Paulson has been in contact in recent weeks with foreign governments that hold billions of dollars of Fannie and Freddie debt to reassure them that the United States recognizes the importance of the two companies.

The two companies had nearly $36 billion in preferred shares outstanding as of June 30, according to filings with the Securities and Exchange Commission.

Mudd, the son of TV anchor Roger Mudd, was elevated to Fannie Mae's top post in December 2004 when chief executive Franklin Raines and chief financial officer Timothy Howard were swept out of office in an accounting scandal. Syron was named Freddie Mac's CEO in 2003, replacing former chief Gregory Parseghian, who was ousted in after being implicated in accounting irregularities.

He formerly was executive chairman of Thermo Electron Corp., a Waltham, Mass.-based maker of scientific equipment, served head of the American Stock Exchange and was president of the Federal Reserve Bank of Boston in the early 1990s.

Fannie Mae was created by the government in 1938, and was turned into a shareholder-owned company 30 years later. Freddie Mac was established in 1970 to provide competition for Fannie.

A government takeover could cost taxpayers up to $25 billion, according to the Congressional Budget Office.

But the epic decision highlights the size of the threats facing the housing market and the economy. On Friday, Nevada regulators shut down Silver State Bank, the 11th failure this year of a federally insured bank. And earlier this year, the government orchestrated the takeover of investment bank Bear Stearns by JP Morgan Chase.
AP Business Writers Martin Crutsinger and Jeannine Aversa contributed to this report.

Copyright © 2008 The Associated Press.
Teutone is offline  
Sponsored Links
Advertisement
 
post #2 of 47 (permalink) Old 09-06-2008, 01:17 PM
BenzWorld Elite
 
Jayhawk's Avatar
 
Date registered: Aug 2005
Vehicle: S500/W220/2000
Location: Lawrence, KS (USA)
Posts: 21,652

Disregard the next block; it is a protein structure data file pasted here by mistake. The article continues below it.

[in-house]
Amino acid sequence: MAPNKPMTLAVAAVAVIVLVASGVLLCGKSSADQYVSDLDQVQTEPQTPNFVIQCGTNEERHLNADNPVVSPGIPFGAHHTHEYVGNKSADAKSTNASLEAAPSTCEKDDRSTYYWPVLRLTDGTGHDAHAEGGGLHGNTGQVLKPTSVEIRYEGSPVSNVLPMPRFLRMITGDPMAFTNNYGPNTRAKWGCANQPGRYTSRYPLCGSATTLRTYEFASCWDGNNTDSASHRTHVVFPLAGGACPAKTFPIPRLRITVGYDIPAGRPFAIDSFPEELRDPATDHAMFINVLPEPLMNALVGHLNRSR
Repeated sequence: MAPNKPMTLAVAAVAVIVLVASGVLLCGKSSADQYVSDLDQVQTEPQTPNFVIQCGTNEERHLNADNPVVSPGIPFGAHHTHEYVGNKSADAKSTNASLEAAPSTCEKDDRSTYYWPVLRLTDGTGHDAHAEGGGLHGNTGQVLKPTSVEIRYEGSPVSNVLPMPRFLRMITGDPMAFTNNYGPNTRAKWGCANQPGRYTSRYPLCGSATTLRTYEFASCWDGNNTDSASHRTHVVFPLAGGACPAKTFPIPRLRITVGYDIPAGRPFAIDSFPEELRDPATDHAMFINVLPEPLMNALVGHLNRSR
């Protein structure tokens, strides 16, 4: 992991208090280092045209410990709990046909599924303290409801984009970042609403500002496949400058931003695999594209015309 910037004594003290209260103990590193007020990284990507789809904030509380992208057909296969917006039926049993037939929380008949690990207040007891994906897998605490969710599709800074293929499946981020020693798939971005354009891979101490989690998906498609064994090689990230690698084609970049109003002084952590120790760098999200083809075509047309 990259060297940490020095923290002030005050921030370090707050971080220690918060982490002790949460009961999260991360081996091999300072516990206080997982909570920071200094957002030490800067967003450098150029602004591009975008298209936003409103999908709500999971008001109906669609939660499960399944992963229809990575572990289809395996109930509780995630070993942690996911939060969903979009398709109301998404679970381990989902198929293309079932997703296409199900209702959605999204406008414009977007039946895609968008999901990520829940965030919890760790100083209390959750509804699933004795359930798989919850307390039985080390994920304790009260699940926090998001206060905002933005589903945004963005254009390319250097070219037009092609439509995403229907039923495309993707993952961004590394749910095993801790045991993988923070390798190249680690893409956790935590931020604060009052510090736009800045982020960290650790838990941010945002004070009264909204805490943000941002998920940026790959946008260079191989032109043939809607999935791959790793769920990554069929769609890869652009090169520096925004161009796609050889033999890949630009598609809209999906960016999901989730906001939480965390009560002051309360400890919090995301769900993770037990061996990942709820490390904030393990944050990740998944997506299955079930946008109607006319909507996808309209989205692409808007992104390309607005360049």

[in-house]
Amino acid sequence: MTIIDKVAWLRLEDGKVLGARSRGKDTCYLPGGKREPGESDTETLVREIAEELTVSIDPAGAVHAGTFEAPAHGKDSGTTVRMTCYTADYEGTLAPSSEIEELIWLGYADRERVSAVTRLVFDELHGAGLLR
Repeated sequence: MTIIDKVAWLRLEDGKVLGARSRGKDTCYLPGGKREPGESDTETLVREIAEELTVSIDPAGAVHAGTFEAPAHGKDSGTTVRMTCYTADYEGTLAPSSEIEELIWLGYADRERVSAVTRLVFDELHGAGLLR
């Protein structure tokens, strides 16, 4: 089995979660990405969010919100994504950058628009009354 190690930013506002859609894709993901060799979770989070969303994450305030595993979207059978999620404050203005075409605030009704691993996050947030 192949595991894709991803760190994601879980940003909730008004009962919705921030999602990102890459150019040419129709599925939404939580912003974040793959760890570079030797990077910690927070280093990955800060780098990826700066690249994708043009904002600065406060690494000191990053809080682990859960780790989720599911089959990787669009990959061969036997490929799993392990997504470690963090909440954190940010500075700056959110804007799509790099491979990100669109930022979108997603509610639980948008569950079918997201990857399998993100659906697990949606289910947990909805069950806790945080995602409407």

Mentioned: 0 Post(s)
Quoted: 3 Post(s)
Big mistake, IMO! We/they should just let "Frannie" go under, and wash our hands of those two bad examples of federal "social programs." They should never have created them in the first place. It is those kinds of stupid, liberal, federal, do-gooder programs that create more problems than they solve.

Don't believe everything you think
Jayhawk is offline  
post #3 of 47 (permalink) Old 09-06-2008, 01:38 PM
Cruise Control
 
Zeitgeist's Avatar
 
Date registered: Sep 2004
Vehicle: '87 300TD/'90 300D/'94 Quattro/'89 Vanagon TDI/'01 EV Weekender VR6
Location: Cascadia
Posts: 51,730
Mentioned: 6 Post(s)
Quoted: 1428 Post(s)
Lifetime Premium Member
Creeping socialism...heh heh heh
Zeitgeist is offline  
post #4 of 47 (permalink) Old 09-06-2008, 01:45 PM
BenzWorld Elite
 
slybydesign's Avatar
 
Date registered: Jan 2007
Vehicle: My Two Left Feet
Location: S.D. Cali
Posts: 3,183
Mentioned: 0 Post(s)
Quoted: 0 Post(s)
NWO.......a tasty treat best served cold.

I will say this, I know people right now who are making a killing by this terrible market. Those who restructure home loans, and credit counseling. It is the desperate home owners who are taking the fall and depleting what ever cash on hand to stay above water.






3. Paul Hamm, Gymnast: I owe a lot to my parents, especially my mother and father.

Last edited by slybydesign; 09-06-2008 at 01:48 PM.
slybydesign is offline  
post #5 of 47 (permalink) Old 09-06-2008, 01:49 PM
BenzWorld Elite
 
mcbear's Avatar
 
Date registered: Apr 2004
Vehicle: E500Es
Location: The BlueGrass State
Posts: 29,579
Mentioned: 0 Post(s)
Quoted: 3 Post(s)
Quote:
Originally Posted by Jayhawk View Post